smoke-alarm

What the … beep?! Silly rule detected and reversed at Michigan Crossroads Council

Common sense. We see it so rarely in politics these days that it’s big news whenever it shows up.

Take the recent news that the Michigan Department of Human Services told the Michigan Crossroads Council that it would be required to have smoke detectors in all 1,000 of its summer camp tents across nine camps.

Yes, you read that right. A thousand small, beeping, blinking, battery-draining smoke detectors for all the two-person, council-owned tents in the Lower Peninsula.

But here comes common sense. Fortunately, we got word yesterday that the state agency has reversed its decision and will not require the detectors. 

The impractical — not to mention costly — detectors fired up state Rep. Phil Potvin, a board member of the President Ford Field Service Council. He told the Detroit Free Press that the “tents are right next to the campfire. You are going to have smoke in them. You’re going to have constant beeping in there. How would they hang in tents? Tents are going to leak. They’re going to get wet. It’s a major expense for absolutely nothing.”

Kudos to my colleague Frank Reigelman, outdoor adventures director for the Michigan Crossroads Council, for helping set the state straight.

He told the Free Press that smoke detectors are installed in camp buildings, cabins, and yurts but aren’t needed in two-person tents.

But perhaps Rep. Ken Goike, a Republican from Macomb County’s Ray Township, said it best:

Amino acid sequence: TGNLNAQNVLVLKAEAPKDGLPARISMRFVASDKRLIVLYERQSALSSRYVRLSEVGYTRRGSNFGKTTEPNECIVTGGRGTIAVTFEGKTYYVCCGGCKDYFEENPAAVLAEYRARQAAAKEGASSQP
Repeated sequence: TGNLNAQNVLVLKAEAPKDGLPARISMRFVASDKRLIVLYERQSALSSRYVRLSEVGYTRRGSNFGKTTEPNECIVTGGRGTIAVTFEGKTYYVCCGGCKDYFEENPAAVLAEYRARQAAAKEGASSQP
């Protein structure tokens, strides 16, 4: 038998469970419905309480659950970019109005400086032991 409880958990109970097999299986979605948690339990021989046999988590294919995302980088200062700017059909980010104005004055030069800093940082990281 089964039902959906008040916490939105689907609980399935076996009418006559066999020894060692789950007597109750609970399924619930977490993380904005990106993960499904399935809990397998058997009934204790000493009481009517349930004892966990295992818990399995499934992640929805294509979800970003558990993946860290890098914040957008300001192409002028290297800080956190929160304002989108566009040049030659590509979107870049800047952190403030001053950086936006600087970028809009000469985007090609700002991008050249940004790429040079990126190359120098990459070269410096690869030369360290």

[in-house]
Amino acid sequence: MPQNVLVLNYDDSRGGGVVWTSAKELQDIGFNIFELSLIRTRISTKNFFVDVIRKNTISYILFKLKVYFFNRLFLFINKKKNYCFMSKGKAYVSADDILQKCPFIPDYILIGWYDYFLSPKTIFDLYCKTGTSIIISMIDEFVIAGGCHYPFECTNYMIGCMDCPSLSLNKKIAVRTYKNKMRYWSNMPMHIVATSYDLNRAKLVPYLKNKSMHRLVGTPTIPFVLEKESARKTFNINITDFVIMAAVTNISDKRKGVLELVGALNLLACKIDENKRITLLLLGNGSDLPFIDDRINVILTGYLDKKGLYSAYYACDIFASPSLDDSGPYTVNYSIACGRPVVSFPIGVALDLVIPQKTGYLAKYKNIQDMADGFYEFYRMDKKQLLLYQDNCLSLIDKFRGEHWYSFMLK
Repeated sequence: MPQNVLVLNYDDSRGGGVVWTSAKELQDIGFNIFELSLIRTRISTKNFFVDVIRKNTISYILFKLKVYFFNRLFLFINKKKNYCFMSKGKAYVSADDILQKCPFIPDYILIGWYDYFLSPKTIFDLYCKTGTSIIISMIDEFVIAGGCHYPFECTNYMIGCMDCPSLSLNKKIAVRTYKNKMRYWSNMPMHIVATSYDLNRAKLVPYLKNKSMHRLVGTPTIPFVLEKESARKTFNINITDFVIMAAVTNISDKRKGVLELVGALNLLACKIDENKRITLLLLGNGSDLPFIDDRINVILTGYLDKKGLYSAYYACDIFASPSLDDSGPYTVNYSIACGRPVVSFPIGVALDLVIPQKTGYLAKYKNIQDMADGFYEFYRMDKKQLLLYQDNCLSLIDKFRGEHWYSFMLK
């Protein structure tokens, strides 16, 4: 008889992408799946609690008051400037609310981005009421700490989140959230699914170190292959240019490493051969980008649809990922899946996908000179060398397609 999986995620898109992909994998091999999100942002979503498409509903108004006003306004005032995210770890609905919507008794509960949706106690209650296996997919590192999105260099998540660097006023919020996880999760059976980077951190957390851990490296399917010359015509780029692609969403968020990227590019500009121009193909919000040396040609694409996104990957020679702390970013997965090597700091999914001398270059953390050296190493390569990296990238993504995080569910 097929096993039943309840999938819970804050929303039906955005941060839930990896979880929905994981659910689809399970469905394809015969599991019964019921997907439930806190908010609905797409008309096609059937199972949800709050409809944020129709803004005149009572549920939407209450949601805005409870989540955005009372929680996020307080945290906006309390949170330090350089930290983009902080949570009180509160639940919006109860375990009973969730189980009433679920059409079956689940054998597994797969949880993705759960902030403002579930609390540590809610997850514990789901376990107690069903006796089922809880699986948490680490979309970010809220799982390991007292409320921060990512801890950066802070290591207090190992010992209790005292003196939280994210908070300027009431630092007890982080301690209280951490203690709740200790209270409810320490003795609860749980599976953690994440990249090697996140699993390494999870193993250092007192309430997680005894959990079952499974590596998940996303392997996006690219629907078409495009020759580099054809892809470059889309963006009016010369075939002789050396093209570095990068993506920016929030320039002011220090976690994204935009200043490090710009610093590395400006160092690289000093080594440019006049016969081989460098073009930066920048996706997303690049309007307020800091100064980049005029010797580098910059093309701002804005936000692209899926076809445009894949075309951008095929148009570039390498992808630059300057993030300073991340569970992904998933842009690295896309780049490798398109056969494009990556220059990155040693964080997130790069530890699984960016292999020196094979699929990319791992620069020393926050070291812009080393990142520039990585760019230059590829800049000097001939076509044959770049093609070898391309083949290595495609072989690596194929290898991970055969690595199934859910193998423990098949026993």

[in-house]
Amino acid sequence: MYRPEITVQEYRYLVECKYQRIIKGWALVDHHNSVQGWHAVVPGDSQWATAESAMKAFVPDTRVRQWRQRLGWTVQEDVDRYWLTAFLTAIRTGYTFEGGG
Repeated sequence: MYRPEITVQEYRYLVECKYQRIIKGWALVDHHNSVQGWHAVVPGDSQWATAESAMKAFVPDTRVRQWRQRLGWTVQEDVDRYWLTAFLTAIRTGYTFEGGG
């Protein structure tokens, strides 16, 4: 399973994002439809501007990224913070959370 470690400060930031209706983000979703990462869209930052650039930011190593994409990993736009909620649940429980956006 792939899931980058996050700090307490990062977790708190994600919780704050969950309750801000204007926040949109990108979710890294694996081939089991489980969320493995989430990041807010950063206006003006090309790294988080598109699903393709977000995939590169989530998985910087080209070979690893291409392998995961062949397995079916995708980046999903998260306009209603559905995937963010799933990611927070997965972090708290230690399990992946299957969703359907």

“Nobody wants to see any children being burned. But when was the last time … a Boy Scouts’ s’more fire (went) amok?”

19 thoughts on “What the … beep?! Silly rule detected and reversed at Michigan Crossroads Council

  1. Not to mention it is against the rules to have fire IN a tent. Who was the moron that thought this up? Obviously someone that never went camping let alone was a Scout. NO ELECTRONICS ON A CAMP-OUT. GPS is the exception – safety device and tool for games and the like.

  2. I don’t think the council owns a lot of tents that it uses, beyond the staff tents, but yes, more nanny state stuff, or was somebody reading their camp application for DHS too thoroughly? Glad they came to their senses.

  3. The council owns a ton of tents. At Gerber scout reservation for example a tent is provided for everyone. That’s a few hundred right there at one camp. I realize this isn’t the case at all the camps, but it’s true of enough the them to amount to a major (and silly) expense. It’s good that they got this taken care of.